KANSAS CITY, Mo. -- The Big 12 Basketball Tournament gets underway Wednesday night and police officers will be out in force to keep criminals at bay.
There is one type of crime that spikes during the tournament. It's a crime of opportunity and with so many people expected to be at the Sprint Center, drinking, relaxing, enjoying the basketball games, thieves will be on the prowl, looking for an easy score.
Kansas City police officers say they see a spike in car burglaries during this time every year as people forget to hide their valuables. They'll leave their purses or briefcases in the front seat. And it only takes a few seconds for to break the window and grab it.
Police officers, though, will be on the lookout -- on bike, on foot, even on horse. They'll also be watching security cameras, and at the first sign of trouble, they'll be there to break it up.
They hope their presence will discourage thieves from even trying to break into cars, though they recommend people keep valuables hidden in their trunk.
"People will break your car window out just for the change in your cup holder, so keep all that stuff out of sight," Sgt. David Jackson said. "And the other thing I would suggest is give yourself plenty of time. If you want to make it to a three o'clock game, don't leave your office at two o'clock. You're not going to make it. You're going to be frustrated because you can't find parking."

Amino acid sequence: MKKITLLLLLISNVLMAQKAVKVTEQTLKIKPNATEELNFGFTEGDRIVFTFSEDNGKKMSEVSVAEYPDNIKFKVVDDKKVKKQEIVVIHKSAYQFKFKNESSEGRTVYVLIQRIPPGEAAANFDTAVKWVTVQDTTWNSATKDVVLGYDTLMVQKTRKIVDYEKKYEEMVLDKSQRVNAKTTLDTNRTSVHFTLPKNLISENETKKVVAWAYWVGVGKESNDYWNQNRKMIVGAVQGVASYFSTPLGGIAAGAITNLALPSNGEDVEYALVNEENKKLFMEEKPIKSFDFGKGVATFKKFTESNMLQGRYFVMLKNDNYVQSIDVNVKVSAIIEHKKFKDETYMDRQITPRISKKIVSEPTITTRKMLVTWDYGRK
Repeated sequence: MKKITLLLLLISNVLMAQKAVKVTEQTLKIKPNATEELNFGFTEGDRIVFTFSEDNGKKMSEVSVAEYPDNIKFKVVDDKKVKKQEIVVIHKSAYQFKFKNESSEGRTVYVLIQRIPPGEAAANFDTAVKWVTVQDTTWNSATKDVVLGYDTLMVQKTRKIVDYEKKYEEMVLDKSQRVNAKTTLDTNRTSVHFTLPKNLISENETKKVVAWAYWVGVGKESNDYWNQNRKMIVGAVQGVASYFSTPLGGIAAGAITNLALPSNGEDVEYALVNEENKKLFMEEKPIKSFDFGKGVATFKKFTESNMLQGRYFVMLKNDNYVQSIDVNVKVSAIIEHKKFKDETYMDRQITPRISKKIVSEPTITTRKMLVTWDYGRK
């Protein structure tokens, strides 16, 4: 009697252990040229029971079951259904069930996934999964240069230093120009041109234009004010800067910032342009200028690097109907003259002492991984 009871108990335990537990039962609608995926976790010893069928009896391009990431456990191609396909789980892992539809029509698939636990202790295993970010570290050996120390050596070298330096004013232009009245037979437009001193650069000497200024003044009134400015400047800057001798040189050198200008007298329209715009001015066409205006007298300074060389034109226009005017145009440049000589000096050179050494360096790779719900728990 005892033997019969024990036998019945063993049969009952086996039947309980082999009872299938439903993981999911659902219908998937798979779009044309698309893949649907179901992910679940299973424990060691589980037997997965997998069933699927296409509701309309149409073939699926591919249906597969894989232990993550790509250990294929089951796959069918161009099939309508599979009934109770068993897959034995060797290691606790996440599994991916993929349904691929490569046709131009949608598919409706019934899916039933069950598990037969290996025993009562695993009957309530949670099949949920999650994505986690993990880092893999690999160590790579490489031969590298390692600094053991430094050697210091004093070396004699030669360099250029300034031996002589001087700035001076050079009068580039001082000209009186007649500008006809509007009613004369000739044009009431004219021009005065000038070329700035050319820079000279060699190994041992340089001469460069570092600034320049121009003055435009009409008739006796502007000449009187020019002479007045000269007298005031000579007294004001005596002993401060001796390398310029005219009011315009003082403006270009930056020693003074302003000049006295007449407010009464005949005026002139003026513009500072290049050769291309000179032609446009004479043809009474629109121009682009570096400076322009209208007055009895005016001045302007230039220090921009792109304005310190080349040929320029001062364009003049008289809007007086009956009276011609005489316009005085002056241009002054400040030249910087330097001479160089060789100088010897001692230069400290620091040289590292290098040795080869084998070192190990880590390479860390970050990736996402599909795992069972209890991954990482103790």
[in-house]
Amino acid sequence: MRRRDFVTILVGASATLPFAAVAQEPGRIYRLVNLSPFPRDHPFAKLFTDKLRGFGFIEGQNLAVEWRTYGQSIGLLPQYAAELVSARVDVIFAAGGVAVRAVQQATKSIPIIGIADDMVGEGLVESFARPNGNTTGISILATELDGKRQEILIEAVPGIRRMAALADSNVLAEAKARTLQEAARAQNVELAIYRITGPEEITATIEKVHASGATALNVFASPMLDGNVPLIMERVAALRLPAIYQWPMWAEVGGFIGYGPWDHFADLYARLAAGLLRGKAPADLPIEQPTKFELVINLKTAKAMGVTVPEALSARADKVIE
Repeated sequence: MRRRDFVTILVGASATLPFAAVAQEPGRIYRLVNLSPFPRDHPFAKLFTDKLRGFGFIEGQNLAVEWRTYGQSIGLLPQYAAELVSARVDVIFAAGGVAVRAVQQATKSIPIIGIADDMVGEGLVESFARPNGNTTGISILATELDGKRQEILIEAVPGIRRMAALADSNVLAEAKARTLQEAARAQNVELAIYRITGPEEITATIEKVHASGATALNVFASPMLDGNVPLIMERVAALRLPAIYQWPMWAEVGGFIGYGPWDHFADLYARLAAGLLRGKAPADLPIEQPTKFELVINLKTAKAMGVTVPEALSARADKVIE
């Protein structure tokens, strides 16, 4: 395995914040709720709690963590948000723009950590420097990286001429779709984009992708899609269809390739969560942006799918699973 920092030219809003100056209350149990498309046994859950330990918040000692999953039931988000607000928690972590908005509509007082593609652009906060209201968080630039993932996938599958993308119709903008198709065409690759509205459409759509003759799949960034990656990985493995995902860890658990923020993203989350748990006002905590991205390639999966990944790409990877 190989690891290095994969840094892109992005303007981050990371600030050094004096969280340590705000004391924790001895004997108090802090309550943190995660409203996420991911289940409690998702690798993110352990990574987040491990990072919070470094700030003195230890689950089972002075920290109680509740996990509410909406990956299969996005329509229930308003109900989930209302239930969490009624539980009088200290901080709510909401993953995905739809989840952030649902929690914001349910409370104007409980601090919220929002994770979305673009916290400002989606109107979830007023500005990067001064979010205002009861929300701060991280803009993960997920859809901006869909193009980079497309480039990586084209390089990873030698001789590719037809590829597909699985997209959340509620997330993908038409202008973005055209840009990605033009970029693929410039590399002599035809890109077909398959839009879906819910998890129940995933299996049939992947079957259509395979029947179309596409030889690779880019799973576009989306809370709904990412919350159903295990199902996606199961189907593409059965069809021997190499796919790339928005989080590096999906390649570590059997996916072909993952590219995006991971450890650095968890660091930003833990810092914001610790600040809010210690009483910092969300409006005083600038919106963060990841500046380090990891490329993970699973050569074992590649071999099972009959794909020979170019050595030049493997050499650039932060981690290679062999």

Sgt. Jackson says every year, people get frustrated by the amount of time it takes to find parking, especially with several surrounding streets closed due to construction. So if you don't want to miss any of the game, start heading down here several hours before tip off.
This is also the first year since 2005 that alcohol will be sold inside the arena during the game. Police don't expect any additional problems with alcohol being sold inside the Sprint Center, but they will keep their eyes on the doors once the fans leave the game just in case.
Sometimes fans can be overwhelmed by the emotions of a loss -- or a win. But officers say the biggest problem with drinking too much isn't violence, it's those who decide to drive home when they shouldn't and the troubles they remembering where they parked their car.
"We definitely want you to come down here and enjoy all this stuff and have a good time, but just do it responsibly," Jackson said. "Even on the weekends when it's not the Big 12, people have too much to drink and forget where their car was or they park it somewhere where it shouldn't have been and that becomes an issue with tow trucks and cars getting towed."
Police recommend using a designated driver and paying to park so that cars won't be at risk of getting towed.